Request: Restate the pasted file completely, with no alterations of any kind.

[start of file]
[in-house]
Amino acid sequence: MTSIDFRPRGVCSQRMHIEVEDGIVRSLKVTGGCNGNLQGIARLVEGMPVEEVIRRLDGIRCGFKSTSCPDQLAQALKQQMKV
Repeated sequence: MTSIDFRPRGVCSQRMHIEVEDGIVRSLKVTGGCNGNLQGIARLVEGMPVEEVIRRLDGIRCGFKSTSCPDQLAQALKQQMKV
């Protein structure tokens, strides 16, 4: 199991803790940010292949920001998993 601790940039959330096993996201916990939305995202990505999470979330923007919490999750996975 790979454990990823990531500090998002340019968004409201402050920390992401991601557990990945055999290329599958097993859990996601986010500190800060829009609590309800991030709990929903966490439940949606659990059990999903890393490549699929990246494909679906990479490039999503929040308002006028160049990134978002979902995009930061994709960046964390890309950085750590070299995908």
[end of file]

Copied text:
[in-house]
Amino acid sequence: MTSIDFRPRGVCSQRMHIEVEDGIVRSLKVTGGCNGNLQGIARLVEGMPVEEVIRRLDGIRCGFKSTSCPDQLAQALKQQMKV
Repeated sequence: MTSIDFRPRGVCSQRMHIEVEDGIVRSLKVTGGCNGNLQGIARLVEGMPVEEVIRRLDGIRCGFKSTSCPDQLAQALKQQMKV
């Protein structure tokens, strides 16, 4: 199991803790940010292949920001998993 601790940039959330096993996201916990939305995202990505999470979330923007919490999750996975 790979454990990823990531500090998002340019968004409201402050920390992401991601557990990945055999290329599958097993859990996601986010500190800060829009609590309800991030709990929903966490439940949606659990059990999903890393490549699929990246494909679906990479490039999503929040308002006028160049990134978002979902995009930061994709960046964390890309950085750590070299995908």